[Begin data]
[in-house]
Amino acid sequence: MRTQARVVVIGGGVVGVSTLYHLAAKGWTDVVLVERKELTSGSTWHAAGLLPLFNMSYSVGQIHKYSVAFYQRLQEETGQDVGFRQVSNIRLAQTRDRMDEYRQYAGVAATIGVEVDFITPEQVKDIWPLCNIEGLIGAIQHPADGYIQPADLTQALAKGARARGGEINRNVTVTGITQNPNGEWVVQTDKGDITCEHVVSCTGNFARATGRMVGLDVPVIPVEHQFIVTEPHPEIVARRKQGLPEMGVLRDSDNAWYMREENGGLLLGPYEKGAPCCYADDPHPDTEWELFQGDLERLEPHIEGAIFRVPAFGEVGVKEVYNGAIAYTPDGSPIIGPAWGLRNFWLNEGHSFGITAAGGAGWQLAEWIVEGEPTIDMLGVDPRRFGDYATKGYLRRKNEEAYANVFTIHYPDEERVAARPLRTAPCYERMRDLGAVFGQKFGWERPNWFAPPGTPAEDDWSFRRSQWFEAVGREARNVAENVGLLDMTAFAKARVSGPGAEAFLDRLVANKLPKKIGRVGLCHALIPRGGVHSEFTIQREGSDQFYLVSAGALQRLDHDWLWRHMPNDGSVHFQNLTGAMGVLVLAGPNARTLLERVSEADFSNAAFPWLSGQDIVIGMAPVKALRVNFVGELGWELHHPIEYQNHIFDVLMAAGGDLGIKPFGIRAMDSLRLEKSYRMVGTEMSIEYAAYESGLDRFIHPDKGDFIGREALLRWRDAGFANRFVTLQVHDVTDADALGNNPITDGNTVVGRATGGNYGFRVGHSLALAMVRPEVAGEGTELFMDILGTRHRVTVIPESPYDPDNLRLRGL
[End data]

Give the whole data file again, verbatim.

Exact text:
[in-house]
Amino acid sequence: MRTQARVVVIGGGVVGVSTLYHLAAKGWTDVVLVERKELTSGSTWHAAGLLPLFNMSYSVGQIHKYSVAFYQRLQEETGQDVGFRQVSNIRLAQTRDRMDEYRQYAGVAATIGVEVDFITPEQVKDIWPLCNIEGLIGAIQHPADGYIQPADLTQALAKGARARGGEINRNVTVTGITQNPNGEWVVQTDKGDITCEHVVSCTGNFARATGRMVGLDVPVIPVEHQFIVTEPHPEIVARRKQGLPEMGVLRDSDNAWYMREENGGLLLGPYEKGAPCCYADDPHPDTEWELFQGDLERLEPHIEGAIFRVPAFGEVGVKEVYNGAIAYTPDGSPIIGPAWGLRNFWLNEGHSFGITAAGGAGWQLAEWIVEGEPTIDMLGVDPRRFGDYATKGYLRRKNEEAYANVFTIHYPDEERVAARPLRTAPCYERMRDLGAVFGQKFGWERPNWFAPPGTPAEDDWSFRRSQWFEAVGREARNVAENVGLLDMTAFAKARVSGPGAEAFLDRLVANKLPKKIGRVGLCHALIPRGGVHSEFTIQREGSDQFYLVSAGALQRLDHDWLWRHMPNDGSVHFQNLTGAMGVLVLAGPNARTLLERVSEADFSNAAFPWLSGQDIVIGMAPVKALRVNFVGELGWELHHPIEYQNHIFDVLMAAGGDLGIKPFGIRAMDSLRLEKSYRMVGTEMSIEYAAYESGLDRFIHPDKGDFIGREALLRWRDAGFANRFVTLQVHDVTDADALGNNPITDGNTVVGRATGGNYGFRVGHSLALAMVRPEVAGEGTELFMDILGTRHRVTVIPESPYDPDNLRLRGL